For Beatles fans hoping to get closer to the band, Mal Evans, their tour manager turned personal assistant, may have seemed like one of the luckiest individuals on the planet; but his luck ran out on January 5, 1976, in a weird moment conflict with Los Angeles police that resulted in his death.
Evans initially watched the Beatles perform at the Cavern Club in Liverpool, and after befriending George Harrison, he secured his first band-related job when Harrison suggested that the club owner engage Evans as a bouncer. He was a large but gentle man with a commanding appearance, and he became the group’s full-time bodyguard in 1963.
Evans swiftly rose through the ranks to become the Beatles’ road manager, where he collaborated with Neil Aspinall to ensure that every part of the band’s time on the road was as joyful as possible. From driving the band to shows and hauling equipment to setting up the venue and making sure they had everything they needed, he rapidly became an indispensable member of the inner circle, even though his pay didn’t always reflect his value.
Over time, Evans appeared in Beatles films and contributed to various albums in a variety of ways, from adding strange sound effects, such as making the alarm clock ring in “A Day in the Life,” to assisting in the organization of various celebrity portraits for the Sergeant Pepper’s Lonely Hearts Club Band cover. He was formally elevated again once the Beatles stopped touring and launched Apple Records, becoming the band’s personal assistant with a range of label-related jobs, including finding Badfinger and producing several of their early recordings.
Evans’ work with Apple ended when the band broke up. Manager Allen Klein sacked (and subsequently reinstated) him, and he finally moved to Los Angeles after divorcing from his wife. While there, he became a member of the informal confederation of rock veterans that served as the backdrop to John Lennon’s “lost weekend” period, getting especially close to Harry Nilsson.
During this time, Evans was also writing on his memoir, Living the Beatles Legend, which he planned to give to his publishers on January 12, 1976. Unfortunately, he also suffered from severe depression, which was aggravated by professional losses (he was Keith Moon’s first choice to produce his solo record but was finally sacked) and feelings of loneliness.
Everything reached to a climax on January 5, when Evans allegedly contacted his co-writer, John Hoernie, and, while inebriated and under the influence of Valium, had a chat that made Hoernie so frightened that he went to the flat. Evans exhibited a weapon when Hoernie arrived, whether it was a BB gun or a live rifle, and his girlfriend, Fran Hughes, phoned the police. Evans was shot and died after refusing to surrender his pistol when cops arrived.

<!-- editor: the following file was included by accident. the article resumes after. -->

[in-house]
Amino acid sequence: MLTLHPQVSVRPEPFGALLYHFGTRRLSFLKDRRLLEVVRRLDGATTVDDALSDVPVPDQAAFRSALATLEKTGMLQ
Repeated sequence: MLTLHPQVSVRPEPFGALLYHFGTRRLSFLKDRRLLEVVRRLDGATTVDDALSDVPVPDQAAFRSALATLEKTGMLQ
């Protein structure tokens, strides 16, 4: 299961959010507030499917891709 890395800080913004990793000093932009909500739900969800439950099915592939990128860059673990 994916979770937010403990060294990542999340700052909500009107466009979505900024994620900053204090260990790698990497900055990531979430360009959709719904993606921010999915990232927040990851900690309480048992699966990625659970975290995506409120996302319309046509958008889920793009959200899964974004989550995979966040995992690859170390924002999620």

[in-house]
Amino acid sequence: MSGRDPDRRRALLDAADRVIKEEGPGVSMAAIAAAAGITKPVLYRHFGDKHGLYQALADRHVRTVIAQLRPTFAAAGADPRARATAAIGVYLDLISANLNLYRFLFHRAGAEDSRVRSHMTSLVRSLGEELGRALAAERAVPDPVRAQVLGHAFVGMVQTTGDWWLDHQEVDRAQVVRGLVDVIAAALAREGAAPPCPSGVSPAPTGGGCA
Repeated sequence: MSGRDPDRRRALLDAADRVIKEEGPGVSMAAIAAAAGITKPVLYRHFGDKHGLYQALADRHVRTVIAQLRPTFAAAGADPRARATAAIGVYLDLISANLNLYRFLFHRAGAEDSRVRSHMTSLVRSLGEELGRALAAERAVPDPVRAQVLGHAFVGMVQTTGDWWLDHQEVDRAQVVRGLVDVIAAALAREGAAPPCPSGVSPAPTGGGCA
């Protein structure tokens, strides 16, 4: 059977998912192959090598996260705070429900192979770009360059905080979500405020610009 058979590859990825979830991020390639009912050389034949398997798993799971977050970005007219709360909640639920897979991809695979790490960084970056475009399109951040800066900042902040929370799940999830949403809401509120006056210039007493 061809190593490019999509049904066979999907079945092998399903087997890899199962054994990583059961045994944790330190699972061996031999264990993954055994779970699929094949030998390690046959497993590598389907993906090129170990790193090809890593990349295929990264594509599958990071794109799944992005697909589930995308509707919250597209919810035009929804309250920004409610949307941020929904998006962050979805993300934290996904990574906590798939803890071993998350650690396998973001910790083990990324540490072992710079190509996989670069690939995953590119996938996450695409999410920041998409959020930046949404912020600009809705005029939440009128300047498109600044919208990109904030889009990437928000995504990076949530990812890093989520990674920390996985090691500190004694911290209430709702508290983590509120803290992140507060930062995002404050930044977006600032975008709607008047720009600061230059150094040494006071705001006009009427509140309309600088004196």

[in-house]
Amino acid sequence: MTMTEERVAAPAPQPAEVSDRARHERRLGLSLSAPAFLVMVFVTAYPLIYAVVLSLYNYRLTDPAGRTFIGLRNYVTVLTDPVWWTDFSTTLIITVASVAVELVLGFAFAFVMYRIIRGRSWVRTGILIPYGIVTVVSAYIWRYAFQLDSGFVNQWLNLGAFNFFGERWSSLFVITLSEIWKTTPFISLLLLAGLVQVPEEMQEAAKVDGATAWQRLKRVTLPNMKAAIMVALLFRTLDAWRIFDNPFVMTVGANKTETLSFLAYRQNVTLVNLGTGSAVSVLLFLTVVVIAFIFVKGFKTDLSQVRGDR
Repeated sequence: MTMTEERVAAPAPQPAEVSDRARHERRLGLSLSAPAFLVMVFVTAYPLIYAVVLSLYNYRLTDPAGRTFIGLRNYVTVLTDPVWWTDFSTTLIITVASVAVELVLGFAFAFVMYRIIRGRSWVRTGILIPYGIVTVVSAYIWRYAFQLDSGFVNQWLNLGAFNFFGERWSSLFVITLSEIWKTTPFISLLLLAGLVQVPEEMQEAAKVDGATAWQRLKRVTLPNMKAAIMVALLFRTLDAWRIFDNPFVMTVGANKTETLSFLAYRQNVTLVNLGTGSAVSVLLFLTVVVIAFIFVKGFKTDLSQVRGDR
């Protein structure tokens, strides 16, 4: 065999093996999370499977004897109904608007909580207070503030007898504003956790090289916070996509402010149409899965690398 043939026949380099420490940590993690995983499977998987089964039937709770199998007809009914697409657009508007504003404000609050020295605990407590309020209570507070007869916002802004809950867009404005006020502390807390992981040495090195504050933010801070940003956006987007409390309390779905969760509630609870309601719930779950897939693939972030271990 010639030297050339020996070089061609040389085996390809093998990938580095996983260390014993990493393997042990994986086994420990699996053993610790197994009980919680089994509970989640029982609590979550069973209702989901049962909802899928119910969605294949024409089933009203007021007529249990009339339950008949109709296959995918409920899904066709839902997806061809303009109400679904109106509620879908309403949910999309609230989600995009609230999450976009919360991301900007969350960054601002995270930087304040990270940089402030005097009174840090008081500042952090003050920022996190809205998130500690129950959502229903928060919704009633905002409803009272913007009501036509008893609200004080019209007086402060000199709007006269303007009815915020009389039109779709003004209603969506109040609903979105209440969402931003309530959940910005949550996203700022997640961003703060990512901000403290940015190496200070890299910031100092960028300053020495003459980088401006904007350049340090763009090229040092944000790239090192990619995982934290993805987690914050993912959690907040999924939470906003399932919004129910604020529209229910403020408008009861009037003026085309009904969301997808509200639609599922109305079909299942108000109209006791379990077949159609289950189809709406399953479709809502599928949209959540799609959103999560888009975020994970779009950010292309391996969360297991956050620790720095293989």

“It was so crazy, so crazy,” Paul McCartney said. “Mal was a big loveable bear of a roadie; he would go over the top occasionally, but we all knew him and never had any problems. The LAPD weren’t so fortunate. They were just told that he was upstairs with a shotgun and so they ran up, kicked the door in and shot him. His girlfriend had told them, ‘He’s a bit moody, and he’s got some downers.’ Had I been there I would have been able to say, ‘Mal, don’t be silly.’ In fact, any of his friends could have talked him out of it without any sweat, because he was not a nutter.”
Unfortunately, much of Evans’ belongings, including the Living the Beatles Legend manuscript and a suitcase allegedly containing a huge number of rare recordings and various artifacts, were lost in the subsequent inquiry, generating decades of furious conspiracy theories and conjecture.
According to Nilsson, the reality may have been a mix of painfully mundane and fittingly odd. He recounted sending his wife and a friend to clean Evans’ apartment after getting a phone call from Hughes, and then experiencing firsthand how hectic and untidy the days after the loss of a loved one can be.
“I went down to Forest Lawn and said I was sort of new at this, but what happens next? I said that I thought he should be cremated because it’s cheaper for the family,” said Nilsson. “So they cremated him and as I was walking out, I said, ‘By the way, how do you get these ashes to London?’ They said, ‘Well, we have these cardboard cylinders.’ I said, ‘You’d send a mother the remains of her son in a cardboard box? What else do you have?’ And they said, ‘We have this beautiful diamond-encrusted ruby old … We have this brass thing here with emeralds.’ So I picked out a nice sort of shape that looked expensive and was appropriate, and sent that to London.”
Unfortunately for Evans’ family, they were not instantly grateful for Nilsson’s generosity, as they found days later when they received a panicked phone call from Aspinall notifying them that Evans’ remains had not arrived.
“I said, ‘Well, I sent him.’ And he said, ‘They couldn’t find him, he’s not here, and his mother’s downstairs and his wife Lil is here, and they’re all crying. What am I supposed to tell them?'”
Thankfully, Evans’ ashes were simpler to locate than his other belongings (which were subsequently reported to have been discovered by Yoko Ono in the 1980s and delivered to Evans’ widow).
“We sent out tracers at both ends, and eventually I got a call from the airport that they had found it,” Nilsson recalled. “I asked where and they said, ‘In the dead letter office!'”
Whatever the facts of Evans’ death were, they added to the aura of mystique that enveloped the Beatles after their breakup. The terrible encounter with the authorities provided as fuel for The Death and Life of Mal Evans, a melancholy novel in which a dying Evans is envisioned being granted the option to go back in time and construct a tale, alternative to that it can “hold” The Beatles and their relationship.